In mice given acupuncture, a molecule that's known to reduce pain is released, and when combined with drugs, offers even more relief from pain.
The natural pain-relieving chemical might help explain how acupuncture works, at least in mice.
Understanding how acupuncture affects humans is trickier because of how complicated pain is.
Uncovering the biological secrets of acupuncture could help legitimize it and convince more insurers to pay for it.
When they get acupuncture, mice release a natural pain-relieving molecule that scientists have never linked with the treatment before.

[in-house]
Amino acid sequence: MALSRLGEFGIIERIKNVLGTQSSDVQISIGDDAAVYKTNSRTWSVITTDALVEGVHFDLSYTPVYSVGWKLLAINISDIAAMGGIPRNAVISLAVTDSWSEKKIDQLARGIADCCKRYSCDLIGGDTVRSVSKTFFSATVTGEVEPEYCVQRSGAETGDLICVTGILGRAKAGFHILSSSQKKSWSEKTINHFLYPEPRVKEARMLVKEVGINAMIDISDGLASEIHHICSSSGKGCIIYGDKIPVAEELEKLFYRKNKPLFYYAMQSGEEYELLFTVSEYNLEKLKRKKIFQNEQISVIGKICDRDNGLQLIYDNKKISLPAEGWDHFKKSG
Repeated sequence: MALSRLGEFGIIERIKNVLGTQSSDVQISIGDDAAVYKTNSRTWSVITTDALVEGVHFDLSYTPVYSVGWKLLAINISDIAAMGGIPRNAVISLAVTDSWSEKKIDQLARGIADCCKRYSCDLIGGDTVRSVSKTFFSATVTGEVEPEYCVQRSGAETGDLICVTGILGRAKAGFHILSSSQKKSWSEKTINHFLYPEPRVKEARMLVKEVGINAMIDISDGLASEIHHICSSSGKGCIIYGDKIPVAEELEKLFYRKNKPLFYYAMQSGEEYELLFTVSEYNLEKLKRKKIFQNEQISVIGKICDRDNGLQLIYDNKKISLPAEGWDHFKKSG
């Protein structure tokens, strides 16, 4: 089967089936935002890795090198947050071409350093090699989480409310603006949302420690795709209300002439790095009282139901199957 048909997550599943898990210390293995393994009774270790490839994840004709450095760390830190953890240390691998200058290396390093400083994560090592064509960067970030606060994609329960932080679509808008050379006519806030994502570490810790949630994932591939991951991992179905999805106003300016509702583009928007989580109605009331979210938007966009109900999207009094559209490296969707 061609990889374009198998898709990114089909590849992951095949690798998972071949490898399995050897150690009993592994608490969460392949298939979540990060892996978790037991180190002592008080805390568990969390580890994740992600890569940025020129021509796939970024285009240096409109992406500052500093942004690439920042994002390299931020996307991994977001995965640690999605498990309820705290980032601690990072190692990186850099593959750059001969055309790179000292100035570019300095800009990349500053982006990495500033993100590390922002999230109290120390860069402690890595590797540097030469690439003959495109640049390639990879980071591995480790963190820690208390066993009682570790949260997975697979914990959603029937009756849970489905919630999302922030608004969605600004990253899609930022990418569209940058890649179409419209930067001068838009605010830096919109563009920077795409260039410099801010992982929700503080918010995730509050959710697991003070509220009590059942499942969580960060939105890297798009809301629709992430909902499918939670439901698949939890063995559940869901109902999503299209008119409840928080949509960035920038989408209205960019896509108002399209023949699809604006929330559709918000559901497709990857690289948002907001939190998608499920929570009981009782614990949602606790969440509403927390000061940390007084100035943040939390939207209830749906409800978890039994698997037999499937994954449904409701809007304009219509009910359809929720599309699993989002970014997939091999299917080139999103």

While it's not clear yet whether the finding will apply to humans, unraveling the biological secrets of acupuncture could help the therapy become a mainstream way to tackle pain.
"I think it's important that the Western world take acupuncture seriously," said Maiken Nedergaard, a neuroscientist at the University of Rochester in New York. "Many patients have unnecessary pain. I hope this can improve pain treatment."
Acupuncture has been around for thousands of years, and the World Health Organization has endorsed it for more than 20 conditions, but Western medicine continues to be skeptical about the practice.